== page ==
Square wave triggers shorter square wave

Discussion in 'The Projects Forum' started by shaqywacky, Jan 6, 2011.

  1. shaqywacky

    Thread Starter Active Member

    Apr 1, 2009
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    I working on a little electronics project and I've hit a little problem. There will be a square wave being generated with about a 50% duty cycle. What I need is something that will go High when the square wave goes high, but then go low before the High part of the wave ends. The ratio of square wave high to the circuits High doesn't matter that much, just that it's high long enough to allow a relay to switch but not so long that it's high most the time the square wave is high.

    I first thought about using a astable 555 timer but realized that it would stay high the whole time it's input is high.

    I don't have a whole lot of room left on my breadboard, and I'd really like to not have to buy another, so the simpler the better. I've tried a few things with capacitors but I can't get them to work.

    Any Ideas appreciated.

    Also, the picture is basically what I want to do.
     
  2. Ron H

    AAC Fanatic!

    Apr 14, 2005
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    You need to tell us what your square wave high and low times are.
     
  3. shaqywacky

    Thread Starter Active Member

    Apr 1, 2009
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    On time (t1) is 1.79 seconds.
    Off time (t2) is 1.39 seconds.
    Duty cycle is 56.3%.
    Frequency is 0.315 Hz.


    Although if it's easier those can easily change, just as long as it's generally the same. And thanks for the quick response!
     
  4. CDRIVE

    Senior Member

    Jul 1, 2008
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    You haven't told us what the operating voltage of the relay is or how long the positive pulse should be. You can shorten the high cycle with a single NPN but it wont be a square wave. Since your feeding a relay it won't matter much though, as at the contacts it will be.
     
  5. CDRIVE

    Senior Member

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    Odds are, Alberto's suggestion would be superior to this because you'll be utilizing much smaller values of 'C'. On the other hand, this NPN can be changed to a logic level FET; thus enabling much smaller values of 'C'. I used a 2N2222 because they're common as dirt.

    Note: Since I didn't know what voltages you are working with I used 12V but this should work with 5V too.

    EDIT: See post 27 for an updated version of this circuit.
     
    Last edited: Jan 9, 2011
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  6. CDRIVE

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    Here's a logic level Fet version. Note the Cap is much smaller.;)
     
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  7. SgtWookie

    Expert

    Jul 17, 2007
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    You seem to be using a 555 timer already, right?

    Adding a single diode will allow you to have a wide-range PWM output.

    Have a look at the attached; the left-hand 555 circuit allows a wide PWM range, the right-hand can only output greater than 50% duty cycle even if R4 were a pot.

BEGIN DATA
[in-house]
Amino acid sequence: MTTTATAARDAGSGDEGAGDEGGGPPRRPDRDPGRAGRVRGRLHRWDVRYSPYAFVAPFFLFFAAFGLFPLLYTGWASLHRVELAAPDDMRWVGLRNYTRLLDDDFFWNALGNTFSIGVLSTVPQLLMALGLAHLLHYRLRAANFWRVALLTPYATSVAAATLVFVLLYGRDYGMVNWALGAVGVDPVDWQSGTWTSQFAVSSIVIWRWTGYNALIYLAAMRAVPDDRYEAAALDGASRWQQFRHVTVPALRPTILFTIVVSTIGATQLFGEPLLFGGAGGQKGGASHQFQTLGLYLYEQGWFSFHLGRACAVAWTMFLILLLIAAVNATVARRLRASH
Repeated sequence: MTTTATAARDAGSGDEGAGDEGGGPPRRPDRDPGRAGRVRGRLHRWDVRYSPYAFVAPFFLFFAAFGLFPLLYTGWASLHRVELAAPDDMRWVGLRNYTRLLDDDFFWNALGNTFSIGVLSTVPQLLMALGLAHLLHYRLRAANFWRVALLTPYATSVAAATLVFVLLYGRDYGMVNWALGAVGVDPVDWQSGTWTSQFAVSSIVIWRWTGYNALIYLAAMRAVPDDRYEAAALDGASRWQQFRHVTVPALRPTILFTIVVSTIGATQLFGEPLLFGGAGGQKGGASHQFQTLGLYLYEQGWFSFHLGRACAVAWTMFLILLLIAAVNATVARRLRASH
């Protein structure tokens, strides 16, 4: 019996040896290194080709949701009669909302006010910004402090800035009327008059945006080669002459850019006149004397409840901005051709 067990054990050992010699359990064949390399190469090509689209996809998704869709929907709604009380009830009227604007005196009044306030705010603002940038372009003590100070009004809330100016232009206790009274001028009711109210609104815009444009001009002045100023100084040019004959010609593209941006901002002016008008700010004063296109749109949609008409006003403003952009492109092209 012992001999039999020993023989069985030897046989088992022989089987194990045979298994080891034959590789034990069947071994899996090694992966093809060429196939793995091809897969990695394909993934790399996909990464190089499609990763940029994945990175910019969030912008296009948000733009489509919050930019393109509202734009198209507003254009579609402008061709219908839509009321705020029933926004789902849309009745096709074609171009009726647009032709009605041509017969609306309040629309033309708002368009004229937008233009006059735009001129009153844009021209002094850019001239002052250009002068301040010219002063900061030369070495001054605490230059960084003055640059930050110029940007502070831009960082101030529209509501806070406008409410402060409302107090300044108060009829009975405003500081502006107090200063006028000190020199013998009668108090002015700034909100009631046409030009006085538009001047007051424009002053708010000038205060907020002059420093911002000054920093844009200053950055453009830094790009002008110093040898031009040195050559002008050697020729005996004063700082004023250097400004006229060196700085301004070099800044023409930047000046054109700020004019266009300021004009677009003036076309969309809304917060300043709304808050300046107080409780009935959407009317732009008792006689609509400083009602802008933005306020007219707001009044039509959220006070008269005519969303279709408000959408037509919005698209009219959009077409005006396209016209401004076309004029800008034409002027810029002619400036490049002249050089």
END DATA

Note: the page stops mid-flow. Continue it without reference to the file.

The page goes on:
Note that R1 should be at least 1.2k Ohms for a 12 supply.


    I did not show bypass capacitors across the 555's supply pins, which are required; 0.1uF and 1uF are the minimums.
     
    Last edited: Jan 7, 2011
  8. shaqywacky

    Thread Starter Active Member

    Apr 1, 2009
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    Thank you, that worked perfectly, I'm going to use the first one you uploaded because I don't have any mosfets but do have a 1000uf capacitor.

    And thanks to everyone else who suggested something.
     
  9. shaqywacky

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    Apr 1, 2009
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    One little problem I've noticed is that the capacitor doesn't discharge fast enough. At least this is what I think the problem is.

    What happens is that it works perfectly the first high pulse but then the second it doesn't go high again until another pulse or more later. And the next time it does go high, the time it stays high is much shorter than normal.

    I tried taking the output of the relay and using it to trigger a transistor to connect the ground directly, thus discharging the capacitor. But I couldn't get it to work.
     
  10. CDRIVE

    Senior Member

    Jul 1, 2008
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    You're welcome, but before you go this rout, I confess that I didn't give a thought to how you were generating your original square wave. Are you generating the square wave with a 555, as Sgt.Wookie believes? If so, his suggestion makes much more sense; especially since my simulation should be considered best conditions. Having to use a 1000uF Cap is a bit clunky too!;)
     
  11. CDRIVE

    Senior Member

    Jul 1, 2008
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    That's odd, I would expect your frequency to be much higher than stated for that to happen. Try reducing the value of C1. You can also reduce the value of R2 down to 1K. You haven't stated how long you need the contacts closed for but I suspect you just want a brief pulse. Are you sure you need a relay for what you're doing?
     
  12. CDRIVE

    Senior Member

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    Just thought of something! Are you sure you have C1 polarized correctly?
     
  13. shaqywacky

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    Apr 1, 2009